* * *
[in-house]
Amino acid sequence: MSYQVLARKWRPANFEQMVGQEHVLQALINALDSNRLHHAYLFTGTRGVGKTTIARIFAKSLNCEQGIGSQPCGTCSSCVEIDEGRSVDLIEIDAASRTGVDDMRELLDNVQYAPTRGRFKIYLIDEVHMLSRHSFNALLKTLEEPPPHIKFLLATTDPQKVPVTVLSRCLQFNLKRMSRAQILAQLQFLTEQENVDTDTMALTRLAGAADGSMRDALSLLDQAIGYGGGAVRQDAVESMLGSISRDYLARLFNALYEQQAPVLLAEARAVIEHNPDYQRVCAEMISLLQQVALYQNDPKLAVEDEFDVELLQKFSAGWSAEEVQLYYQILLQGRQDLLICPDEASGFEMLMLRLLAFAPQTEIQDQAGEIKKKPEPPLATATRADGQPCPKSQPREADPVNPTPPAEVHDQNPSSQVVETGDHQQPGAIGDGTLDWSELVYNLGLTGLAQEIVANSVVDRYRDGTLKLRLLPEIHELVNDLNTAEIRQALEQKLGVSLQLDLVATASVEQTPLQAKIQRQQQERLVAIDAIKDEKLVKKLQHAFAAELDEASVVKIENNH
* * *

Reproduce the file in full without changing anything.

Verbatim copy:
[in-house]
Amino acid sequence: MSYQVLARKWRPANFEQMVGQEHVLQALINALDSNRLHHAYLFTGTRGVGKTTIARIFAKSLNCEQGIGSQPCGTCSSCVEIDEGRSVDLIEIDAASRTGVDDMRELLDNVQYAPTRGRFKIYLIDEVHMLSRHSFNALLKTLEEPPPHIKFLLATTDPQKVPVTVLSRCLQFNLKRMSRAQILAQLQFLTEQENVDTDTMALTRLAGAADGSMRDALSLLDQAIGYGGGAVRQDAVESMLGSISRDYLARLFNALYEQQAPVLLAEARAVIEHNPDYQRVCAEMISLLQQVALYQNDPKLAVEDEFDVELLQKFSAGWSAEEVQLYYQILLQGRQDLLICPDEASGFEMLMLRLLAFAPQTEIQDQAGEIKKKPEPPLATATRADGQPCPKSQPREADPVNPTPPAEVHDQNPSSQVVETGDHQQPGAIGDGTLDWSELVYNLGLTGLAQEIVANSVVDRYRDGTLKLRLLPEIHELVNDLNTAEIRQALEQKLGVSLQLDLVATASVEQTPLQAKIQRQQQERLVAIDAIKDEKLVKKLQHAFAAELDEASVVKIENNH